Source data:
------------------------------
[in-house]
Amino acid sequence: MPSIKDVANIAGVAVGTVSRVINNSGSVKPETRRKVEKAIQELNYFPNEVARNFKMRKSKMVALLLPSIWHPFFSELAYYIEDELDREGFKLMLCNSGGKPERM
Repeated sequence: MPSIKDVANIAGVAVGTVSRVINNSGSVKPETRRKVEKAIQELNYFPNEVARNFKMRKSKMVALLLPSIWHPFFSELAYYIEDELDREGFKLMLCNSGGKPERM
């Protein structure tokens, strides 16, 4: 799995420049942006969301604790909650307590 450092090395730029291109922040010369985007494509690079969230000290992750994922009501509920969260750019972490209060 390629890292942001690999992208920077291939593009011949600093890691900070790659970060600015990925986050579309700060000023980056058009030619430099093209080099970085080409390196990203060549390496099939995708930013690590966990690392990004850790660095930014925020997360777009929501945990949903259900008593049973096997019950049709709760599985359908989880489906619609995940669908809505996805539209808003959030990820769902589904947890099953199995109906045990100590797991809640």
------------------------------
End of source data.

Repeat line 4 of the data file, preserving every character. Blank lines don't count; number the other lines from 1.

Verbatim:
């Protein structure tokens, strides 16, 4: 799995420049942006969301604790909650307590 450092090395730029291109922040010369985007494509690079969230000290992750994922009501509920969260750019972490209060 390629890292942001690999992208920077291939593009011949600093890691900070790659970060600015990925986050579309700060000023980056058009030619430099093209080099970085080409390196990203060549390496099939995708930013690590966990690392990004850790660095930014925020997360777009929501945990949903259900008593049973096997019950049709709760599985359908989880489906619609995940669908809505996805539209808003959030990820769902589904947890099953199995109906045990100590797991809640």